Who you hang out with says a lot about your health. If you are trying to get healthier and prevent weight gain seek out friendships and support from like-minded individuals. Meet your friends for a walking coffee date rather than sitting at a coffee shop. Cook healthy meals together. Have an accountability partner to check in with regarding your weekly goals. Work one-on-one with a Registered Dietitian (the only university trained, regulated health professional in the nutrition field that will ensure you are getting scientifically sound advice). Seek out a Psychologist that specializes in health change and emotional eating. See your health as an investment, not as a cost. Simply seeing a Dietitian for weight loss or Psychologist for behavior change once or twice may get you started but if you are like most people, change is impossibly hard and usually requires longer-term support.
WATCH the Global TV Facebook Live for a longer discussion on weight loss:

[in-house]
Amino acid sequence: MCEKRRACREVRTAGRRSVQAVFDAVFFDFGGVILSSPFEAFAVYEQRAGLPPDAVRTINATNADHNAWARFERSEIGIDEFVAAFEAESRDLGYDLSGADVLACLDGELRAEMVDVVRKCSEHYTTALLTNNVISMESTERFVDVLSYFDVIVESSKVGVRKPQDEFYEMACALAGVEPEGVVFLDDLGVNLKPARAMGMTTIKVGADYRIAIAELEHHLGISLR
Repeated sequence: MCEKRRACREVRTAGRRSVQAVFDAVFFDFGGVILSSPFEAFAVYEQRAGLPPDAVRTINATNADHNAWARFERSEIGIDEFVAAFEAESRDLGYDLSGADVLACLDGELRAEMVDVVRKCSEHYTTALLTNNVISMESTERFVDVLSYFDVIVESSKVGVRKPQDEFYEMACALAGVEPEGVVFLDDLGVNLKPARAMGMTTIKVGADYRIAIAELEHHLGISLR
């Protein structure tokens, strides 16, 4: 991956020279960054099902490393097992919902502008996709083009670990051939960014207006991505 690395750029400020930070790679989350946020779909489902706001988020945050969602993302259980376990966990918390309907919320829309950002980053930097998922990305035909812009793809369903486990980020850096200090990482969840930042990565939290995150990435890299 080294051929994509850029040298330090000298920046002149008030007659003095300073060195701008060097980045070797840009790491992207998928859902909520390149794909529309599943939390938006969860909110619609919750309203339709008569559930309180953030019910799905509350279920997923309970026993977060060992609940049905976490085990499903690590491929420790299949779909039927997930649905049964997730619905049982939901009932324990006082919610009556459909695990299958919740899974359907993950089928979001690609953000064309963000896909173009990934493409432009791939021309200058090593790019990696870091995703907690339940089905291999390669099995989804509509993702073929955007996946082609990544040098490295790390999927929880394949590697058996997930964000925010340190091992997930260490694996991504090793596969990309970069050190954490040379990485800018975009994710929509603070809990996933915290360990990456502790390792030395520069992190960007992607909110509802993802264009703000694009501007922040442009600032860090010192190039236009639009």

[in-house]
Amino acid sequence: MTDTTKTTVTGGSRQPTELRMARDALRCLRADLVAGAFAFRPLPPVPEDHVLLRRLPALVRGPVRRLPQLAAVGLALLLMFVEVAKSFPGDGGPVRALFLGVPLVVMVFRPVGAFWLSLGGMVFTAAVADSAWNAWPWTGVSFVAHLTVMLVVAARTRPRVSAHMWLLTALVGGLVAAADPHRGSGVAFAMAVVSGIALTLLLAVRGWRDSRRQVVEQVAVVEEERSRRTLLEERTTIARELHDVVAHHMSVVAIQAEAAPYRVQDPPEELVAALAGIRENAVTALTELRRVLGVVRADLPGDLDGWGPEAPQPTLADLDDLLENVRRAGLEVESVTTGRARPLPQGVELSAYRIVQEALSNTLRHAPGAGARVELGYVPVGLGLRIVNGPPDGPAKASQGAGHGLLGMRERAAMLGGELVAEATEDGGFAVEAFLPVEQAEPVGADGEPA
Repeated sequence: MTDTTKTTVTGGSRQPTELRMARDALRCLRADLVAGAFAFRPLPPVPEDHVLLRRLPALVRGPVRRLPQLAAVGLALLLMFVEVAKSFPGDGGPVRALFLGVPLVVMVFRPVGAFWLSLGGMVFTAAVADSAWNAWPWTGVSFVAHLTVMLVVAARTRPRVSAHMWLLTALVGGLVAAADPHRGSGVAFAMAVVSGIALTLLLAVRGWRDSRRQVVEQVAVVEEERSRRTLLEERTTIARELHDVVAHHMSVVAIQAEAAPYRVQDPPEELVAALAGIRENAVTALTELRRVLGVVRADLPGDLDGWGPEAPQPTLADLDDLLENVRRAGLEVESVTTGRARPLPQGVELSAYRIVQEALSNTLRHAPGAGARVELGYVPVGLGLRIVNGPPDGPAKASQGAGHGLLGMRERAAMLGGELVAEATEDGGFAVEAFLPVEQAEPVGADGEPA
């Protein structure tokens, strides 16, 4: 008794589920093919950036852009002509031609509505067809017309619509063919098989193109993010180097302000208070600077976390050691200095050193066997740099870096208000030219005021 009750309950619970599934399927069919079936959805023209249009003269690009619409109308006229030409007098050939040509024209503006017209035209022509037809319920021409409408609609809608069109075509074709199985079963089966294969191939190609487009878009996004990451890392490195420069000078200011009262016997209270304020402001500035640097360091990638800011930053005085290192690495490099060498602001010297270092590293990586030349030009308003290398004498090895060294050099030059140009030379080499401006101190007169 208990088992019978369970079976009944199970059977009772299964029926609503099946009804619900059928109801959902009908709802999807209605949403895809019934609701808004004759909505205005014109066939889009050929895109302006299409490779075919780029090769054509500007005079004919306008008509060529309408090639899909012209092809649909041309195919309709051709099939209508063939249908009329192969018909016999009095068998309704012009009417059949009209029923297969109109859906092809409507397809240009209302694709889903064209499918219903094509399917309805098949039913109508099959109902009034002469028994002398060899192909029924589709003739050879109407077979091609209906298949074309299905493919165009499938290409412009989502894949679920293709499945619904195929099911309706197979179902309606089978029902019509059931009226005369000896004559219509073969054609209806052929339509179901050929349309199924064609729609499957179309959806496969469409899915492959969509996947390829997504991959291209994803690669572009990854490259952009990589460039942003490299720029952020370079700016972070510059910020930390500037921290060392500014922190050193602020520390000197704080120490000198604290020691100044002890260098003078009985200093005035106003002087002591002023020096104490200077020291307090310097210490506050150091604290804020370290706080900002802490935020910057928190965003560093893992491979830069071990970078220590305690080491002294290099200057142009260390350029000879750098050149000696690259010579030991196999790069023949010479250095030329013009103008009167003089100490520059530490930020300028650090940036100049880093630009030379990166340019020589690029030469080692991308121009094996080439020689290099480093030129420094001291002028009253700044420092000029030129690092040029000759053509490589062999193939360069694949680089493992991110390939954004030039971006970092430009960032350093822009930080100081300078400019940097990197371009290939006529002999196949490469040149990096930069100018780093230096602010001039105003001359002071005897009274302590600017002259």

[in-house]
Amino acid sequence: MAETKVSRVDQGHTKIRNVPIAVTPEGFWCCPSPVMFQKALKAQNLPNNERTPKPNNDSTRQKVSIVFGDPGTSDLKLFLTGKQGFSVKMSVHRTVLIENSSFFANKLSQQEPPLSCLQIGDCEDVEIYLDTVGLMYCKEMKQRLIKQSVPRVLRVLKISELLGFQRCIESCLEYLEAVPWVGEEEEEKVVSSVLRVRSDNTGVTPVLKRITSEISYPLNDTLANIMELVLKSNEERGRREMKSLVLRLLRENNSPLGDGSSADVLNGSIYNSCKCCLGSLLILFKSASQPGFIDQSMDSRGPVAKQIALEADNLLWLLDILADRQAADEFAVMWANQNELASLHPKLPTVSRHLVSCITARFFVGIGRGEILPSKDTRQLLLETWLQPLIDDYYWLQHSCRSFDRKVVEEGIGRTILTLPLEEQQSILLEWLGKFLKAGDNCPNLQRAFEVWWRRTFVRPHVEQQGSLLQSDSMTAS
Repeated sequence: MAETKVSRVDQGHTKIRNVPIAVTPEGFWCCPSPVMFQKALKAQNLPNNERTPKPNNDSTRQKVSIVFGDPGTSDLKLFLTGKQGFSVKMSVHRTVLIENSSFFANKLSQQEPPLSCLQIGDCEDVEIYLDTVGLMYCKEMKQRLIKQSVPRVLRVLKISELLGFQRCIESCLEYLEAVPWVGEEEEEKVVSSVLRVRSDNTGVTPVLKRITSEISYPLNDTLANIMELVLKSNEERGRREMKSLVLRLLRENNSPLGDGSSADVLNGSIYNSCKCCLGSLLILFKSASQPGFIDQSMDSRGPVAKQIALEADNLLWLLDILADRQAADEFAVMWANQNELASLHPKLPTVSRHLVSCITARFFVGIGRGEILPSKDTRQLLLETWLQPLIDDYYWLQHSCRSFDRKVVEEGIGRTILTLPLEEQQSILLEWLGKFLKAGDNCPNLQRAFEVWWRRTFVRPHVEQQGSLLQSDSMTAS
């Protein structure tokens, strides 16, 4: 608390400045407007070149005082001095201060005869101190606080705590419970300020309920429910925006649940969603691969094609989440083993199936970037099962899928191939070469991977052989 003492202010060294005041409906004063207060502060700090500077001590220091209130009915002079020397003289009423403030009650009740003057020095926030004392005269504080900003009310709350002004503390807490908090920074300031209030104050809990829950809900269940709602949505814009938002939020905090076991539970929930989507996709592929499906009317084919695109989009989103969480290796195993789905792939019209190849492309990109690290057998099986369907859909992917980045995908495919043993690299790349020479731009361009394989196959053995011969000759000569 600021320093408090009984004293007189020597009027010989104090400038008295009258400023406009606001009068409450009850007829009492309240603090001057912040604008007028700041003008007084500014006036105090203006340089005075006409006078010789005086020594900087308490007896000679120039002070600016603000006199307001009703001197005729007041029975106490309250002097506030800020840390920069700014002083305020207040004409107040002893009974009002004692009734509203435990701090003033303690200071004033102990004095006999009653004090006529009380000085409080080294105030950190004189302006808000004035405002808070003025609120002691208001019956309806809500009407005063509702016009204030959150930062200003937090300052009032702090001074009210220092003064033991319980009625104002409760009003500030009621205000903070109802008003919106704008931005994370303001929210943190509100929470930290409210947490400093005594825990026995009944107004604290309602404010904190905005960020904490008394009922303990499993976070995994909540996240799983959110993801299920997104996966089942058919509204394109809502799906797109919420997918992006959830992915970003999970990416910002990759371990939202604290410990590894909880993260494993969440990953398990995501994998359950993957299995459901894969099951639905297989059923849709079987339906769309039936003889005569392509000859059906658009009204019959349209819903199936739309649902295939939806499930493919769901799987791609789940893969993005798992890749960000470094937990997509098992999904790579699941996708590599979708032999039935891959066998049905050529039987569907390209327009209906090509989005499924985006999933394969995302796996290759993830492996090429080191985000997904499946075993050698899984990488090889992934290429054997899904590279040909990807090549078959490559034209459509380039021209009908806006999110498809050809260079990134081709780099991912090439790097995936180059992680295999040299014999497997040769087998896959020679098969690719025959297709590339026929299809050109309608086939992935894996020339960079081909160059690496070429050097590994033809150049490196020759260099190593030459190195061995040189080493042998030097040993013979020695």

Where can I find more information about weight loss and achieving my best personal weight?
Our weight loss dietitian Calgary and online nutritionist services can’t guarantee weight loss (no one can!) but we can guarantee we will do everything we can to help you move towards your personal best weight and a sustainable lifestyle. You won’t find any weird fad diets, unnecessary food restrictions and anyone trying to sell you shakes, supplements or so-called miracle cures here.
As university trained Registered Dietitians, you can count on us for credible advice and practical meal planning so you don’t have to stress about food anymore. You can achieve a healthy and joyous relationship with food and your body. Let’s talk about what this can look like for you.
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About Andrea Holwegner
CEO, Registered Dietitian, Counseling Practice Director & Professional Speaker
Andrea the «Chocoholic Nutritionist» is founder and CEO of Health Stand Nutrition Consulting Inc. since 2000. She is an online nutrition course creator, professional speaker and regular guest in the media. Andrea is the recipient of an award by the Dietitians of Canada: The Speaking of Food & Healthy Living Award for Excellence in Consumer Education....Read more